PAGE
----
As far as being distracted…that is the number one thing my wife and I spend time “discussing” – my distractedness.

  6. Great thoughts, Shawn!!!

    I learn best in the community of me, myself and I : )

    I can take an idea and run with it on my own … but I have trouble coming up with new ideas outside of interacting with others, learning from their experiences and being challenged by the uniqueness God has placed in them.

  7. how do you even function after seeing a triple rainbow? I think I would literally liquify at the mere sight of it!

  8. Ok. Now I’m ready. When I wrote that an artist “can’t” create in a void, what I mean is that we live in a world of distractions, even of the best sort. Even your above post shows that while you may spend time writing alone your life is peopled with…people. Even at the cafe, you are surrounded by others, and I have a hard time believing that the writer in you is not observing their behaviors, mannerisms.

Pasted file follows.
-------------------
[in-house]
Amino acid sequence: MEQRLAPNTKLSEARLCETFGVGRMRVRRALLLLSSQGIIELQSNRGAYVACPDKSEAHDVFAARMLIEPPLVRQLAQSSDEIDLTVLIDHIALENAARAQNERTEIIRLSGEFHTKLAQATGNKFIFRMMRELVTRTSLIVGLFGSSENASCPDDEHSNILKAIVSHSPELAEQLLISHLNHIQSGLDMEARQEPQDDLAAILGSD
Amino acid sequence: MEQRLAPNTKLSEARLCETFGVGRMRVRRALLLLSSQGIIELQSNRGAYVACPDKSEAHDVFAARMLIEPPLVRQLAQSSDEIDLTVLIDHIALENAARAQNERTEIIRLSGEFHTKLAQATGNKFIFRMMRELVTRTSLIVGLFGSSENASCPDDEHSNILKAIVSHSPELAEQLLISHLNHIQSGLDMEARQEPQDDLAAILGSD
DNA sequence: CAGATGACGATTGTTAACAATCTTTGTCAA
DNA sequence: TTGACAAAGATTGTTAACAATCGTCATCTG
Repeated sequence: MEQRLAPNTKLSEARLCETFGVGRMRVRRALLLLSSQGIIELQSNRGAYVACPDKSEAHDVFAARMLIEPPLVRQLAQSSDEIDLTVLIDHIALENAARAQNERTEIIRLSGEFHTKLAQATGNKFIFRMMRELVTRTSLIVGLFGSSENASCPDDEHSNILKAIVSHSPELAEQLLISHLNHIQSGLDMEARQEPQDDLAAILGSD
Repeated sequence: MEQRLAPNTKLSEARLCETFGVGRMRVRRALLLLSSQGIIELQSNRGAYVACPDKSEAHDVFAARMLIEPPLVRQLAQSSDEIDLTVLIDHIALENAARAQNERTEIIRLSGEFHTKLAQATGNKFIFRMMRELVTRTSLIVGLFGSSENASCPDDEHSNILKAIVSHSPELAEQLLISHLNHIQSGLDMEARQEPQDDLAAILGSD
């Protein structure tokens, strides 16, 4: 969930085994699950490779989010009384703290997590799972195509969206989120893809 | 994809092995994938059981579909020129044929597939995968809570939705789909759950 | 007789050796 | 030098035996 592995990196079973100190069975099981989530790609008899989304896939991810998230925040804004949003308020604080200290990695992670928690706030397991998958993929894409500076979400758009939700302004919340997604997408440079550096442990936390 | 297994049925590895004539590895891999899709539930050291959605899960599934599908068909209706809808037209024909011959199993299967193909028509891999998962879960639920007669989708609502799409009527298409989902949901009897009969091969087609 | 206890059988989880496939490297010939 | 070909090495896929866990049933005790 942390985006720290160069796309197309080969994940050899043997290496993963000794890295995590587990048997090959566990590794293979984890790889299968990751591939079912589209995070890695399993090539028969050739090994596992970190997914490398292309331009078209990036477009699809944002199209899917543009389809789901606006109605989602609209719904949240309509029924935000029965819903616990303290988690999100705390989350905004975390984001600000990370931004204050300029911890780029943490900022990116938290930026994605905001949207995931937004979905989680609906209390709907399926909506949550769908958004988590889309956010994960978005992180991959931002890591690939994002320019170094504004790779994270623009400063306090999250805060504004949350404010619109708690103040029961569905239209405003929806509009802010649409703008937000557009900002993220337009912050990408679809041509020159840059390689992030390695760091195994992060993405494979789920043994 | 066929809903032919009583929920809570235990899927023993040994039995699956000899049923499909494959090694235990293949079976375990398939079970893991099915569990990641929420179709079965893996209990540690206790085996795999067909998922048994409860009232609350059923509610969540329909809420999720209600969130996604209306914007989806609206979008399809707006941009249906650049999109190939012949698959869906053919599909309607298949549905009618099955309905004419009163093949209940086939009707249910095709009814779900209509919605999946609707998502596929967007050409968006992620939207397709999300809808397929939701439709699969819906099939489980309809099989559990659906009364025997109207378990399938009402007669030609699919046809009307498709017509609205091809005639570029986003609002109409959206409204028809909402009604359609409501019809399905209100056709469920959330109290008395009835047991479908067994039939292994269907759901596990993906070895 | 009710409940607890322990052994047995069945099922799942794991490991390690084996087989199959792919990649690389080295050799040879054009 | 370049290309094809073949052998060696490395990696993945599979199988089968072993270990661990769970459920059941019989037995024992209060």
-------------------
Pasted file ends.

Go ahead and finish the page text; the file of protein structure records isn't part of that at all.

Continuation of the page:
I meant that our solitary creating time is still informed by those we engage with, by choice or otherwise. Even Dickinson and Thoreau lived lives of human interaction, though at periods they were more reclusive than at other times they still had people around them, loving them, encouraging them, challenging them.

    So, it seems we are saying the same thing: we want to be alone on our own terms, and sometimes for different reasons. Besides, our relationships, our perspective of the world, is what gives us the ingredients for our stories.

    1. That’s kind of where I was coming with in my response on Twitter today that there is no such thing as a void. Even if I moved into the mountains and lived alone, there would still be human influence, if only in the books I took with me or the planes that flew overhead. In a true void we would have no sensory experience, and in that type of void I can agree that no creation would take place…except by God. Which makes him or her so amazing.

  9. Tremendous! Most writers need a degree of isolation; however, it varies from writer to writer. Some writers required more solitude (e.g. H.D.Thoreau, R.W.Emerson, Ezra Pound…etc.) while others thrived on the sharpening that comes from community (e.g. C.S. Lewis, Oscar Wilde…etc.) Thanks for a thought-provoking post!

    P.S. I’m noticing a LOT of runners are also bloggers….coincidence???